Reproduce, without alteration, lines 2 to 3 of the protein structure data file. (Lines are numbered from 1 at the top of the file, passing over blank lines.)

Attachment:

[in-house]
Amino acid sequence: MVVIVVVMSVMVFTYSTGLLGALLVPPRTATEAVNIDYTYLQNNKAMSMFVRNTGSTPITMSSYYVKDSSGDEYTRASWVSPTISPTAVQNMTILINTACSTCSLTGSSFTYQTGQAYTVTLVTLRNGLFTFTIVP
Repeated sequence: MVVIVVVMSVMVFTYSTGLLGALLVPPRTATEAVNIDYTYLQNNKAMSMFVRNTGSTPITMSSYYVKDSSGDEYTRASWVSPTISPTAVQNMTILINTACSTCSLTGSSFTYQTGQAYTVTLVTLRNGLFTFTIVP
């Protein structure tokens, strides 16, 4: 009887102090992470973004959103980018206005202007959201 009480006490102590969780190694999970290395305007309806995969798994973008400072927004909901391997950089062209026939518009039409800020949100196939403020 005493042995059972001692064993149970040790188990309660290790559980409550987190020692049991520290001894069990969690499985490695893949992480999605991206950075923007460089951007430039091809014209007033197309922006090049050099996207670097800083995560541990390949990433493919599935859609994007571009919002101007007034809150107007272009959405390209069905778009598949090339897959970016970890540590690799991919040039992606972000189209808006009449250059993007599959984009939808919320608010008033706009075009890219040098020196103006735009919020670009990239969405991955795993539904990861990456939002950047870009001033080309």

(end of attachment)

Amino acid sequence: MVVIVVVMSVMVFTYSTGLLGALLVPPRTATEAVNIDYTYLQNNKAMSMFVRNTGSTPITMSSYYVKDSSGDEYTRASWVSPTISPTAVQNMTILINTACSTCSLTGSSFTYQTGQAYTVTLVTLRNGLFTFTIVP
Repeated sequence: MVVIVVVMSVMVFTYSTGLLGALLVPPRTATEAVNIDYTYLQNNKAMSMFVRNTGSTPITMSSYYVKDSSGDEYTRASWVSPTISPTAVQNMTILINTACSTCSLTGSSFTYQTGQAYTVTLVTLRNGLFTFTIVP